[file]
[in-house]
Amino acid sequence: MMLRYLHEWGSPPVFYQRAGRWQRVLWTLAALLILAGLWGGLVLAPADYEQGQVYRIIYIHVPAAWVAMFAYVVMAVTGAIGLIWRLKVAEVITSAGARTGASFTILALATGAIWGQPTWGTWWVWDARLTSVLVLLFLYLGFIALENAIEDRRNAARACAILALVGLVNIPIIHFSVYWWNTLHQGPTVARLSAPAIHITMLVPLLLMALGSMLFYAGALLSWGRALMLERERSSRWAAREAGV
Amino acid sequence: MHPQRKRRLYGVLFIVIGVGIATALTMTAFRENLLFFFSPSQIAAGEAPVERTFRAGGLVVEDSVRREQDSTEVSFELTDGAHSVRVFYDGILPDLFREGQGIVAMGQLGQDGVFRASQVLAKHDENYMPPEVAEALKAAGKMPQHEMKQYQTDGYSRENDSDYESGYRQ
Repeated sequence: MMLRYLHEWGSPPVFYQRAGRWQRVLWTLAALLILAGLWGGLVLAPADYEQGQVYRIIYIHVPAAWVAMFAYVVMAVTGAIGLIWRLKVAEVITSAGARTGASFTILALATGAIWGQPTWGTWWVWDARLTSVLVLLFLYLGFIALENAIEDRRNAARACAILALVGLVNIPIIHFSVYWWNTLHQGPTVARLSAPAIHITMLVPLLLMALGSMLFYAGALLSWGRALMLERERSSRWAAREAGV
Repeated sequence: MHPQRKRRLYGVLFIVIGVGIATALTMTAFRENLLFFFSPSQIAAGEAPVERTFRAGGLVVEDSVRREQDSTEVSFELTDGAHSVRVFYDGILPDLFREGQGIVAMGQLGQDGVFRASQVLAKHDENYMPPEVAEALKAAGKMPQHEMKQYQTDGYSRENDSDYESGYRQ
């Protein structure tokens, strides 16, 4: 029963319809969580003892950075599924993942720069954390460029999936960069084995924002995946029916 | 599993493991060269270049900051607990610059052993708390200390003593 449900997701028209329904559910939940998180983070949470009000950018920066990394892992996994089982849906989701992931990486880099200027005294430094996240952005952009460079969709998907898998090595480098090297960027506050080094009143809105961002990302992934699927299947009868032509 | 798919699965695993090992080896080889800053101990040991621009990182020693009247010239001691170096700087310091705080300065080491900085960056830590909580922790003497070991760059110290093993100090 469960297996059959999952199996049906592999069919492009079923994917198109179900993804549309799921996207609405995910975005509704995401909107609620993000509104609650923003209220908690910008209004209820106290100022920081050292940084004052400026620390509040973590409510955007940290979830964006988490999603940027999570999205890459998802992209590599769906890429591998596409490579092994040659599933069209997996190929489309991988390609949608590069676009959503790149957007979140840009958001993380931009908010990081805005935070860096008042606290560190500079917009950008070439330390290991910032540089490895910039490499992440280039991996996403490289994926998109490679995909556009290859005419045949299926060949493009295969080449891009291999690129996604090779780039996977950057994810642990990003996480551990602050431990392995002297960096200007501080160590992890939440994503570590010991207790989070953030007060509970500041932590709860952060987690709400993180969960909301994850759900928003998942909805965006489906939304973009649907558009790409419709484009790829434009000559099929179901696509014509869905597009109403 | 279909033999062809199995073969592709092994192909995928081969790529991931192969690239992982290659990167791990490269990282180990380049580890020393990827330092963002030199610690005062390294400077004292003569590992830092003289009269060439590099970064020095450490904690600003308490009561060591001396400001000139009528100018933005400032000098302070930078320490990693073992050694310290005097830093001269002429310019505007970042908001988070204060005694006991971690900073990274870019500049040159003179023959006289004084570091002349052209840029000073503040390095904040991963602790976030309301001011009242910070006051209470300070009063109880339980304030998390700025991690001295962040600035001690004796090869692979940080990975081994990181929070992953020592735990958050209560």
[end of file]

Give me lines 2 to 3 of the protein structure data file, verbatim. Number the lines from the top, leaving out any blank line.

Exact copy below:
Amino acid sequence: MMLRYLHEWGSPPVFYQRAGRWQRVLWTLAALLILAGLWGGLVLAPADYEQGQVYRIIYIHVPAAWVAMFAYVVMAVTGAIGLIWRLKVAEVITSAGARTGASFTILALATGAIWGQPTWGTWWVWDARLTSVLVLLFLYLGFIALENAIEDRRNAARACAILALVGLVNIPIIHFSVYWWNTLHQGPTVARLSAPAIHITMLVPLLLMALGSMLFYAGALLSWGRALMLERERSSRWAAREAGV
Amino acid sequence: MHPQRKRRLYGVLFIVIGVGIATALTMTAFRENLLFFFSPSQIAAGEAPVERTFRAGGLVVEDSVRREQDSTEVSFELTDGAHSVRVFYDGILPDLFREGQGIVAMGQLGQDGVFRASQVLAKHDENYMPPEVAEALKAAGKMPQHEMKQYQTDGYSRENDSDYESGYRQ